The Billy Liddell Memorial Group

Click on the image to look at the Memorial siteBillyliddell.com is proud to highlight the work of The Billy Liddell Memorial Group.

Originally the aim of the group was twofold. Firstly to have a lasting memorial to Billy erected in his home village of Townhill. Secondly, to have Billy’s name added to the Scottish Football Association’s Hall of Fame. 

On 16th November, 2008 the Scottish Football Association inducted Billy Liddell into SFA Hall of Fame.

The SFA responded to thousands of emails from Reds all over the world. The Liddell family were represented at the event by Billy's son Malcolm. Chairman of the Billy Liddell Memorial Group, Councillor Bill McCulloch said: "He was extremely happy that the SFA had seen fit to add the name of Billy Liddell to the Hall of Fame and I thank everyone who helped make this possible. However, we still have more work to do and more objectives to complete, so our work continues."

Billy Liddell Memorial Group finally reached its goal when the memorial cairn was unveiled on 22nd of May 2010 in Townhill. Click here for photos from this tremendous event.

The website for The Billy Liddell Memorial Group is at http://www.billyliddell.org.uk

You can contact the group:

By Telephone, 01383 602396 

Email - mike.payne@fife.gov.uk

Contact Form - click on this link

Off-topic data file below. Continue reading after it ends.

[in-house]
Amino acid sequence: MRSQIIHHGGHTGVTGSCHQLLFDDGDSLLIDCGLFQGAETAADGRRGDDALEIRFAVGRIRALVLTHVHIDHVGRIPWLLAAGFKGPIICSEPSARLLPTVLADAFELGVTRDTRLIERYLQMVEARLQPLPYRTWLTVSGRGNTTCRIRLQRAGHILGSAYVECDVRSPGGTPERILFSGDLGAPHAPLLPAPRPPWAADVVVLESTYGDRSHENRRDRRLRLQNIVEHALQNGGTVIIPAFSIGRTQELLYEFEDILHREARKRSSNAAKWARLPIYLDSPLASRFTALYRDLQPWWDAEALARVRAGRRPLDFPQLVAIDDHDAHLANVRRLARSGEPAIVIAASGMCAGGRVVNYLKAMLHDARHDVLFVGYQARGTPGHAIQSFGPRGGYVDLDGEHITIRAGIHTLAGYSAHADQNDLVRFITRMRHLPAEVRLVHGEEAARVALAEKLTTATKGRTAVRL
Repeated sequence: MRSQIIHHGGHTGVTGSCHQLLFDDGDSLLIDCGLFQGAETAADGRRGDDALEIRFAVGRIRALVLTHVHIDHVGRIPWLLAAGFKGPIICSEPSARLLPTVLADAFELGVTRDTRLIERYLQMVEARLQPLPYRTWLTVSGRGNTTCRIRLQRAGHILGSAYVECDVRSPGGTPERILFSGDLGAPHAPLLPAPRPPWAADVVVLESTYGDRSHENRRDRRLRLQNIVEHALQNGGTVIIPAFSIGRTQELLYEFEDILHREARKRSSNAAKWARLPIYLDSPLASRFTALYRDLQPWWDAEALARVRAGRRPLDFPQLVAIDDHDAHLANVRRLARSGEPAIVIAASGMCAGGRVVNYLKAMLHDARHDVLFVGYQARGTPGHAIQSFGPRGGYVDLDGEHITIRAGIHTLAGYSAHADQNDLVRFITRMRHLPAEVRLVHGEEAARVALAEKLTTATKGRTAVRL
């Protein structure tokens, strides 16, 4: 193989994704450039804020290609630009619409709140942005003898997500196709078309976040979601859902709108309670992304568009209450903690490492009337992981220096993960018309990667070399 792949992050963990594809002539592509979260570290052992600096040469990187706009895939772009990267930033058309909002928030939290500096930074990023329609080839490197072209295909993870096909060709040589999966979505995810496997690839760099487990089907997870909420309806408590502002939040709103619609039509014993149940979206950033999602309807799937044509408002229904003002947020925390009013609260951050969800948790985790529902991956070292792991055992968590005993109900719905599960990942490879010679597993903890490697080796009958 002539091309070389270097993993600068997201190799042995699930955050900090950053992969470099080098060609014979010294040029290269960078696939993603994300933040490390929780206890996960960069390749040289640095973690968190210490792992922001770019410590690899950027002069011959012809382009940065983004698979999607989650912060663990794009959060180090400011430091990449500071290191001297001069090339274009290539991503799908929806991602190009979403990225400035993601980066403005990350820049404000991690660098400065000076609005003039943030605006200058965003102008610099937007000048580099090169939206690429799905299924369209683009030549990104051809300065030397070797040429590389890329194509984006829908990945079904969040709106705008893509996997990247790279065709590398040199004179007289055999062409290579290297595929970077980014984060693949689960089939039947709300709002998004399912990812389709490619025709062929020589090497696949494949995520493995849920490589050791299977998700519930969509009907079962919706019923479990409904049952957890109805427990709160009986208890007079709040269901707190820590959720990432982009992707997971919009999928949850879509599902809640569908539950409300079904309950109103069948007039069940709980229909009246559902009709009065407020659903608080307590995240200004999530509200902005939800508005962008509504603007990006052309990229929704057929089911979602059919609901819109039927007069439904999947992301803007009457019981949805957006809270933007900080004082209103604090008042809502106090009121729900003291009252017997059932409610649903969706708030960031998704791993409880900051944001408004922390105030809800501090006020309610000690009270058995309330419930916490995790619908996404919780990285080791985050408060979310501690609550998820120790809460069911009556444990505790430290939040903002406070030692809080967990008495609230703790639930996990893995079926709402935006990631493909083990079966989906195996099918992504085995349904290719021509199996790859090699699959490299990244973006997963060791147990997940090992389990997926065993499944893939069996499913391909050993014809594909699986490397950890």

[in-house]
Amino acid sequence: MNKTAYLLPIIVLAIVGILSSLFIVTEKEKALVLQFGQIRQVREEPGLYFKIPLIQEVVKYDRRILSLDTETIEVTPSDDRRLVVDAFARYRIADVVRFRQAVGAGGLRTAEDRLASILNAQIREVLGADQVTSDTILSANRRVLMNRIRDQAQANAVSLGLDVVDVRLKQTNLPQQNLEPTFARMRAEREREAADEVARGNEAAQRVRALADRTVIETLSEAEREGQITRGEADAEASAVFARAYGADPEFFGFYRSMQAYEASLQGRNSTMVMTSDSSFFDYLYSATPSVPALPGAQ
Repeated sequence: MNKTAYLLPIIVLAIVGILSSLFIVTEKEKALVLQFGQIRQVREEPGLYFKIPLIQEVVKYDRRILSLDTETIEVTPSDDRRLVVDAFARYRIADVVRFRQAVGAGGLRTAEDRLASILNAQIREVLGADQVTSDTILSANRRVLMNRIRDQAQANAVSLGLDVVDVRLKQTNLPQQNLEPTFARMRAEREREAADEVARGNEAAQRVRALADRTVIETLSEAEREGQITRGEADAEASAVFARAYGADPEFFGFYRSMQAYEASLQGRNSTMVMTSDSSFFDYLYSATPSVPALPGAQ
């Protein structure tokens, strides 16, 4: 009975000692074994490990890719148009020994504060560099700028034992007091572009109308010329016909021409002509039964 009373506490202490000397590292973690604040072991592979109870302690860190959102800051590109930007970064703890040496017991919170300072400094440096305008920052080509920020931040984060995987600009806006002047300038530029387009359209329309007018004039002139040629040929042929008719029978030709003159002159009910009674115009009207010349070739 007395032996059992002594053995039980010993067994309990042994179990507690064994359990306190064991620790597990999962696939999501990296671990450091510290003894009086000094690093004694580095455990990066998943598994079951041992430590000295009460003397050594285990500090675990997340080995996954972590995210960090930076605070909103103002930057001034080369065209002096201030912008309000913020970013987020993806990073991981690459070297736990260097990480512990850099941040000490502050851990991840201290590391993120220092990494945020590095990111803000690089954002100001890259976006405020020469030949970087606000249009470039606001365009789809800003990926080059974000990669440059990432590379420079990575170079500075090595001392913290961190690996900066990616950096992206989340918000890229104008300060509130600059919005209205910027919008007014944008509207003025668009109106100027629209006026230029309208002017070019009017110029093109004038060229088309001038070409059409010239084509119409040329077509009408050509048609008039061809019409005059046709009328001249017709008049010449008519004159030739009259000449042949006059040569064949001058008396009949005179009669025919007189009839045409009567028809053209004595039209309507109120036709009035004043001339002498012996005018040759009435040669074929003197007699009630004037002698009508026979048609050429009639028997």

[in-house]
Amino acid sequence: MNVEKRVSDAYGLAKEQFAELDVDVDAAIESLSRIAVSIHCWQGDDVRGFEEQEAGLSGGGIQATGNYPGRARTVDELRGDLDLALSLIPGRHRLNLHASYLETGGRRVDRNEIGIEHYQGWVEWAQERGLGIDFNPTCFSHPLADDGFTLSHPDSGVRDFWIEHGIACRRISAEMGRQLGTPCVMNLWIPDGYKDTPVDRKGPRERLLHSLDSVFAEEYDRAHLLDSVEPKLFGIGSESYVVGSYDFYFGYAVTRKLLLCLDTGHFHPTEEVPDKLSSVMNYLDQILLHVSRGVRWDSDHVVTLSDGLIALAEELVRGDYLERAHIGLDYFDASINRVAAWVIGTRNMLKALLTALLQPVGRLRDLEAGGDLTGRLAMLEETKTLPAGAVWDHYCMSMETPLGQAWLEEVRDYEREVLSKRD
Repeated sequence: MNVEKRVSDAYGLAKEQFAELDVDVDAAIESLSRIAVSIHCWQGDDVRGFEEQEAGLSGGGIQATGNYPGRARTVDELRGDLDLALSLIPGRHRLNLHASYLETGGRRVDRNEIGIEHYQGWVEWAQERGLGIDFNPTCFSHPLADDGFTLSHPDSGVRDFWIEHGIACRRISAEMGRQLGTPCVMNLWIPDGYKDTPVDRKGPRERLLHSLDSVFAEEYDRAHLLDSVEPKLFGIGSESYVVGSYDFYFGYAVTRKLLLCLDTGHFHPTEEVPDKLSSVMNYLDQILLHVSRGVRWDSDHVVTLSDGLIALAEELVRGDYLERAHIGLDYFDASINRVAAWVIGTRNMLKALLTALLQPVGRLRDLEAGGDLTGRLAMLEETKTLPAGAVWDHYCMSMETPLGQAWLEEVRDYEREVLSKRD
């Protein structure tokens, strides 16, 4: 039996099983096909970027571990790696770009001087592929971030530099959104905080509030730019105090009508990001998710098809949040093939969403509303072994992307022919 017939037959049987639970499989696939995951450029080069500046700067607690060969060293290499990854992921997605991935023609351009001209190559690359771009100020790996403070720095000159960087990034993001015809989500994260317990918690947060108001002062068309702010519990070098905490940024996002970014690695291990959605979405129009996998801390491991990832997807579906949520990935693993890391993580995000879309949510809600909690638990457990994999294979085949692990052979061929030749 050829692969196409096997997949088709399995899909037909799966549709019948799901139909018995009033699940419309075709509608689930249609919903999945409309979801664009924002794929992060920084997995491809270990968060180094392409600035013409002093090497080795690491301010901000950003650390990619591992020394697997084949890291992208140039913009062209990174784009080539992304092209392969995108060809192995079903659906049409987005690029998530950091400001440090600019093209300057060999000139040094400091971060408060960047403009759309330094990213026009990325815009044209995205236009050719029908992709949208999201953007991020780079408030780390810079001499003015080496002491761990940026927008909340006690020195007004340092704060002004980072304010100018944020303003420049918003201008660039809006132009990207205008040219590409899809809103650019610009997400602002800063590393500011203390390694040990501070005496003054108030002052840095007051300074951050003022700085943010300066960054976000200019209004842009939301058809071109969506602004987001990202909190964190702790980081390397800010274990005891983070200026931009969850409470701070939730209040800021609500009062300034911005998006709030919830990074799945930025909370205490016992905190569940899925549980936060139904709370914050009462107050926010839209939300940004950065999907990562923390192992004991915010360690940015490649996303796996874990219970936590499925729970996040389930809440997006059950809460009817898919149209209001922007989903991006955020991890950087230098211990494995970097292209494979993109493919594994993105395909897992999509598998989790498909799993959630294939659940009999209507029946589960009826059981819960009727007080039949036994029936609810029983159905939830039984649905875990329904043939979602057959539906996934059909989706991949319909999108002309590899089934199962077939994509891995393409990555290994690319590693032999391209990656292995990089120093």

By post, at the address below

Mike Payne
Community Education Worker
Townhill Community Leisure Centre
Main Street
Townhill
Fife KY12 0EN

King Billy quote

"In 1950 an agent acting on behalf of clubs in Colombia, in South America, approached several English players and influenced them to go out to Bogota, the Colombian capital, to play for leading teams there. The Bogota clubs were supposed to be exceedingly lucrative, because Colombia had broken away from FIFA. Franklin and George Mountford, one of his Stoke City colleagues, were the first to go, and they were followed by several other English and Scottish players. As a matter of fact I was approached myself by the English agent with an offer of £2,000 to sign on, with top wages and hefty bonuses. It was enough to make anyone consider the matter seriously, and I certainly gave it a lot of thought. If my twin boys had been four or five years old, instead of only a few months, I would have had a still harder decision. The fact that they were so young finally decided me against accepting the offer. Later on, after hearing of the conditions in Colombia, I was jolly glad I had stayed at home."

The closest Billy ever came to leaving Liverpool was possibly in 1950 when a Colombian club offered him lucrative terms

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